CTB: Hijack attempts were test runs. Counterterrorism Blog: 'In a September 18 article for the Daily Standard, "Practice Makes Terror," ... I argued that the "rash of false alarms" following the August 10 revelation of a foiled transatlantic air terror plot may not have been entirely false. I argued that there may be casings and dry runs occurring -- and that a number of incidents that were casings may not end up being remembered as such. Now a new article in Norway's Aftenposten lends further credence to the view that casings are indeed occurring ...' Read the rest at the link. (CTB)
Commentary. Yesterday's Morning Report carried an item from Debka reporting that Iraqi Prime Minister Nouri Maliki rejected the US proposal of a timetable. Today's Belmont Club has more:
The Iraqi PM publicly denounced American calls for a timetable to shutdown militias and decried US operations against death squads, including operations against Sadr City. "We expected it," US officials said. (AP/Breitbart)
Maliki has nailed his colors to the mast on this issue at least. Legally Iraq is a sovereign country, which the US must treat it as any other country from the perspective of US national interest. Theoretically Maliki is under no obligation to obey Washington, which is correspondingly under no compulsion to support Maliki. While America would prefer to see a stable government in Iraq that is ultimately a task that cannot be delegated to Americans indefinitely. So expect some hardball to be played as this is the way of relations between nations. That said, Maliki's statements imply he values American support less necessary than the goodwill of his Shi'ite base.
The post is long but well worth reading in full. The post quotes a US Army intelligence sergeant: 'We need to backtrack. We need to publicly admit we're backtracking. This is the opening battle of the ideological struggle of the 21st century.' Wretchard explains: 'In one sense, the US defeated Saddam's Army and the Sunni insurgency too well.'
On the Arab-Israeli front, this morning's analysis from Stratfor expresses skepticism about the idea of an anti-Iran coalition between Israel and the Arab states (excluding Syria). 'Israeli Foreign Minister Tzipi Livni reportedly plans to attend a U.N. conference on democracy in Qatar next week. Wednesday's announcement of the travel plans, which have not yet been confirmed, is the latest event in a series of developments that underscore Qatar's attempts to emerge as a regional player in the Middle East. It also points toward a larger geopolitical trend: Israel's eagerness to court what Prime Minister Ehud Olmert has called an axis of moderate Arab states in hopes of countering Iran and its radical allies as they try to exploit the Arab-Israel conflict to their advantage.' Despite the growing trend of back-channel Israeli/Arab contacts, Stratfor's analysis argues that "the reality is far more complex" involving Tehran's advantage in manipulating Sunni/Shi'a sectarian tensions. The article also notes that Sunni states like Egypt and Qatar - and the unique case of Turkey - further complicate the picture.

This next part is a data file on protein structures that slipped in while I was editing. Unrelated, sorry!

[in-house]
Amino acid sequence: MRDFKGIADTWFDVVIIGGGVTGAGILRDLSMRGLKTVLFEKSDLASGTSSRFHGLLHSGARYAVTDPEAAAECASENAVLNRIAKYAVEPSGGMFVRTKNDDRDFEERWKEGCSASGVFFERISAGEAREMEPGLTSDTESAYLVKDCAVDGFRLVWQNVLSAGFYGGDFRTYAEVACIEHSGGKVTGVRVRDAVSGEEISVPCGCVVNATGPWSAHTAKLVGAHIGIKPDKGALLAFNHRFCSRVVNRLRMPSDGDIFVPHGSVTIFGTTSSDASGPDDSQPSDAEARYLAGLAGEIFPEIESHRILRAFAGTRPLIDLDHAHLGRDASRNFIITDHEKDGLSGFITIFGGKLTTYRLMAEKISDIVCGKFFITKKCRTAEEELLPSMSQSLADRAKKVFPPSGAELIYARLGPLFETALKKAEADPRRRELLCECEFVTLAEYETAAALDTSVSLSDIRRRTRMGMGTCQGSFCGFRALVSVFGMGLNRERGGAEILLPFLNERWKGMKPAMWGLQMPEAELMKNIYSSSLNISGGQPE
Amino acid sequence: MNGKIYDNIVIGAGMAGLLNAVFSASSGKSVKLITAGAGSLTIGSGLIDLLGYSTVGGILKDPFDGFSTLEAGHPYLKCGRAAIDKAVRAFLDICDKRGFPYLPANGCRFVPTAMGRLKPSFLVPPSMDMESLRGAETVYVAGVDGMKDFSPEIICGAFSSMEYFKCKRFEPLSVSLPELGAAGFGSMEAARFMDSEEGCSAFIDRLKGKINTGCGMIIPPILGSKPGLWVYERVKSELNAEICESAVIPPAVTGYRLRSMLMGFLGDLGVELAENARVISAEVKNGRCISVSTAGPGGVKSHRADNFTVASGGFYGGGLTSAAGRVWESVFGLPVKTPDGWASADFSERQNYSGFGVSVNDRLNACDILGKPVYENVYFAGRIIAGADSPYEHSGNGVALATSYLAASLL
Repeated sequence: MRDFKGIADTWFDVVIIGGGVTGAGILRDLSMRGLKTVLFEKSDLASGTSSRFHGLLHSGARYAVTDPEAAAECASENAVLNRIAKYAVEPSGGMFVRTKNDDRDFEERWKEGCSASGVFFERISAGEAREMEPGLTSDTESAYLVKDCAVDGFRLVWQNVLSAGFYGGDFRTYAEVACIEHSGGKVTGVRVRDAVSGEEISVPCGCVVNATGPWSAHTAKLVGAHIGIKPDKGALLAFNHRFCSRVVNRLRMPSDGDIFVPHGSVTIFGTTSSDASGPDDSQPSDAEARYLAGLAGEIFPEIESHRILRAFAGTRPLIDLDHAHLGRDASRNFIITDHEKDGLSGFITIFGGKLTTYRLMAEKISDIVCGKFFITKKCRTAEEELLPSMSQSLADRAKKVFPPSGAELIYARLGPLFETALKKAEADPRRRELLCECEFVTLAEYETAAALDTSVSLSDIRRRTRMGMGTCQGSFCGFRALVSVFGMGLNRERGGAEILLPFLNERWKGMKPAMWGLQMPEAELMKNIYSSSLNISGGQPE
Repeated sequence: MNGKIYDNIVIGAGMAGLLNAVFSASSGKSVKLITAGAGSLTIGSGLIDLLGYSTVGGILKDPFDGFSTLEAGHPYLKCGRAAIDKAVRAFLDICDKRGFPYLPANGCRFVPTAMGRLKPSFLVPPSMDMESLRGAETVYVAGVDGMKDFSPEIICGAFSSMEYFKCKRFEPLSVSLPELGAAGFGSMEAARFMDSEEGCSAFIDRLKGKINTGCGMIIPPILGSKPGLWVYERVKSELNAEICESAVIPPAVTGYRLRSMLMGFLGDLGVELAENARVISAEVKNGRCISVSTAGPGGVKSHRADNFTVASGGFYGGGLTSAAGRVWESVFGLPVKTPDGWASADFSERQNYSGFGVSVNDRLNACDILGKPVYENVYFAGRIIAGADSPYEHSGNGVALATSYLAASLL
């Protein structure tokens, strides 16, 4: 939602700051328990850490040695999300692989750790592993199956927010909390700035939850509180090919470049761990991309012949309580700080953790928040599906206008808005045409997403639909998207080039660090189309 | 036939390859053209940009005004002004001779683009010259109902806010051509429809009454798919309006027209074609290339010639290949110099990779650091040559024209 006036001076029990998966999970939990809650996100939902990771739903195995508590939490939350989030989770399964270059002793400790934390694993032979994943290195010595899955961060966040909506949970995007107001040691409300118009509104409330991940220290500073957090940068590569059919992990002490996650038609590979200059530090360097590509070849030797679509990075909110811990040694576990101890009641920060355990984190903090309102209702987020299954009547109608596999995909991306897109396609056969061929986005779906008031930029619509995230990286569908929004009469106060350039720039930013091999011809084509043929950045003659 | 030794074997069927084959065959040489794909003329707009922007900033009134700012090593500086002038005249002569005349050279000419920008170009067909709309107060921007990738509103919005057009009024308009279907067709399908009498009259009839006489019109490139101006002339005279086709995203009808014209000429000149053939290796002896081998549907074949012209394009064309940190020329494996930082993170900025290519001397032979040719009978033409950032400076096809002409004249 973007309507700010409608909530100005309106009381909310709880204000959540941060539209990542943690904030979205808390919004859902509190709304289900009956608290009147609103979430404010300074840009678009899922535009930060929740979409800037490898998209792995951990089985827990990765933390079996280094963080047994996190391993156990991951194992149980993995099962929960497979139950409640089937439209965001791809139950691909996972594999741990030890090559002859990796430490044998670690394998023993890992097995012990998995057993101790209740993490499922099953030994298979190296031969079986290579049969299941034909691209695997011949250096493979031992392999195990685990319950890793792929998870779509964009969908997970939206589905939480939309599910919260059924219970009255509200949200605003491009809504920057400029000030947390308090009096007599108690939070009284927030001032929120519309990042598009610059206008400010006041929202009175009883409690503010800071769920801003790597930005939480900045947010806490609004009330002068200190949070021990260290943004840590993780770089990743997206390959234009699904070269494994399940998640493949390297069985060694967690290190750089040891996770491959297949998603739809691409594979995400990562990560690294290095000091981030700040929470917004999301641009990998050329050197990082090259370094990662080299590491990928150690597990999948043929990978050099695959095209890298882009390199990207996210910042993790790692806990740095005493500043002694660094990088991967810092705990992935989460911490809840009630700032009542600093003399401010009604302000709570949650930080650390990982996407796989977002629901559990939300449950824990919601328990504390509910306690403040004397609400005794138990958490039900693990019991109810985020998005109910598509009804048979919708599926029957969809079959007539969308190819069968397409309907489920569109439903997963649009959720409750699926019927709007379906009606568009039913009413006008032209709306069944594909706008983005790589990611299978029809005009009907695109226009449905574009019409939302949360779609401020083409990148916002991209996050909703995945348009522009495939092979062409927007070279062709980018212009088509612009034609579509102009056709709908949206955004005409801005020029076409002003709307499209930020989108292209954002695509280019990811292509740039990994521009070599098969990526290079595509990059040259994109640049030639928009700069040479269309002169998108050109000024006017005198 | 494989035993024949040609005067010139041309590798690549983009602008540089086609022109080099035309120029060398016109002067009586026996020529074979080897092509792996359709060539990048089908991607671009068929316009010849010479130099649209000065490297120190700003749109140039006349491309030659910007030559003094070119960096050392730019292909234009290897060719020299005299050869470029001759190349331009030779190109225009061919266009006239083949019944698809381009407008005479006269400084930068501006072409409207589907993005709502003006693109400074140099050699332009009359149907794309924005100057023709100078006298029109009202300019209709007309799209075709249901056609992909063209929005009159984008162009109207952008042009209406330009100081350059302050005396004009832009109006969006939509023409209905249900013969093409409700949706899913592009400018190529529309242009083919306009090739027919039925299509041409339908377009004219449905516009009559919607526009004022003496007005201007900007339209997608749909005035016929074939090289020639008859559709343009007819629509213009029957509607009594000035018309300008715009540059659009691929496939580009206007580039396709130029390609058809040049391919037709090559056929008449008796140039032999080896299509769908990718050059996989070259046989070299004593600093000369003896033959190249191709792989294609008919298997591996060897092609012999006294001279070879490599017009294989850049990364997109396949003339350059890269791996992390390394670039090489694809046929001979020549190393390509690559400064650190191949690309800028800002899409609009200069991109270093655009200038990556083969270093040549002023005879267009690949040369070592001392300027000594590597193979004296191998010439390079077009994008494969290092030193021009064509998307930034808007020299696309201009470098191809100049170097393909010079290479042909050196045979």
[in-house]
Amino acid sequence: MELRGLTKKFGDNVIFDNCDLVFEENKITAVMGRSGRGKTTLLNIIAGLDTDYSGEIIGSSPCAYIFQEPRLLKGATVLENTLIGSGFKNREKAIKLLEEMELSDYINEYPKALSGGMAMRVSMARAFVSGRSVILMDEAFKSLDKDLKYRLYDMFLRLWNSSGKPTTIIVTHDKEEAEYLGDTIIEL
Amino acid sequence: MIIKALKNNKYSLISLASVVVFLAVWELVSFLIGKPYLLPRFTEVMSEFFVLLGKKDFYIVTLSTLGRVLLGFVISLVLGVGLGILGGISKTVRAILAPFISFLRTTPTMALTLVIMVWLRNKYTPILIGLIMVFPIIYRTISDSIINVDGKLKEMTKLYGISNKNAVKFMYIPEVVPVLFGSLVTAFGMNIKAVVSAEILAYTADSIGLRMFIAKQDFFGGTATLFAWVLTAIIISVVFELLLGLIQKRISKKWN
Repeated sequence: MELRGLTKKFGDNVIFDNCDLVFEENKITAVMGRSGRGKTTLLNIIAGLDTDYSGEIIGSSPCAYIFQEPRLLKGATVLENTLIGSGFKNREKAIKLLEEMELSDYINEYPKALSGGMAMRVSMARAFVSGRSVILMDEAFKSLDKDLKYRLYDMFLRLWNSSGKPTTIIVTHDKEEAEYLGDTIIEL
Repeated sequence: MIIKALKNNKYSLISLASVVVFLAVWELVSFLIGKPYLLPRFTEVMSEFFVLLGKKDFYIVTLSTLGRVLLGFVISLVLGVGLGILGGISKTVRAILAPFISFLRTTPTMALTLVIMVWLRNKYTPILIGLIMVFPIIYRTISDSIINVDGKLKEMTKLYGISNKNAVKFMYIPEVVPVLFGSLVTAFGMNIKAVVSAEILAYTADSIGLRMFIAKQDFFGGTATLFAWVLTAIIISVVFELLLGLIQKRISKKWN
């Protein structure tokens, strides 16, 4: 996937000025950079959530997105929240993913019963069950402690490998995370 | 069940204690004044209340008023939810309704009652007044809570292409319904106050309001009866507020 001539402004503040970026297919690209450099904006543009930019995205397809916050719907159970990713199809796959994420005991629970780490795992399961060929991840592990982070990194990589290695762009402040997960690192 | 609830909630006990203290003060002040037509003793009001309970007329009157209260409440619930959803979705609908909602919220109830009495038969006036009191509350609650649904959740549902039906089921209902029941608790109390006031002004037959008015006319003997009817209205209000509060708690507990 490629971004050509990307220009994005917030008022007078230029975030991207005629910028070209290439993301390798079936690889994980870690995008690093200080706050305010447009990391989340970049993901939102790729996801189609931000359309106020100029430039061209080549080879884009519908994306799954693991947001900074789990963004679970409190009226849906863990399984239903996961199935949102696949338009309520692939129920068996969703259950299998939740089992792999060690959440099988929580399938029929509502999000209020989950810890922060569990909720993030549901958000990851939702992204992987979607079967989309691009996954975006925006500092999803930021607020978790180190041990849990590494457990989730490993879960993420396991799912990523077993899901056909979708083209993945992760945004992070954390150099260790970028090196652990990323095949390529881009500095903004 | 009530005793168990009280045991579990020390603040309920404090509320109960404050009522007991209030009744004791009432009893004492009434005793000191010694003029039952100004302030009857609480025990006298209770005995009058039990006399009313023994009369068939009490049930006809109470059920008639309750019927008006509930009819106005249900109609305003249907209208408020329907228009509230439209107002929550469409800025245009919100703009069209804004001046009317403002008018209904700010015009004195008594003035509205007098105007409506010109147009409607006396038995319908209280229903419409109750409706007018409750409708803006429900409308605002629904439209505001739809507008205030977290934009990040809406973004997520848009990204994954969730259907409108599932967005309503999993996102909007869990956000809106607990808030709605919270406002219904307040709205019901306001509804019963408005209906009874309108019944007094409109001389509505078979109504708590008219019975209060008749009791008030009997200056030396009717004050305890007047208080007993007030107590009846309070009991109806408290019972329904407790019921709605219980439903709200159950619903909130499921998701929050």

Stratfor's analysis concludes with the assertion that a lasting Arab/Israeli peace is contingent on a resolution of the "Palestinian problem". Forgive me if I think this is hogwash. It's just the standard CW on the Middle East that we've been conditioned to accept. The regimes in Tehran and Damascus are milking the Palestinian pseudo-problem for all it's worth. I call it a pseudo-problem because I don't think the problem lies in the Palestinian territories at all - nor does its solution. The solution lies in Syria and Iran - and specifically in a fundamental change in the nature of those regimes.
I do not believe that regime change in Iran and Syria will solve everything. It is a necessary but by no means sufficient element of a future free and secure Middle East. The remaining elements will require more learning and more hard work by all parties. President Bush has publicly recognized the scale of the challenges we're facing and the setbacks we've seen - and he's determined to press forward. I agree.
The future will be determined by the interplay of a great many shifting factions, loyalties, and ideals - and I am not speaking only of Iraq.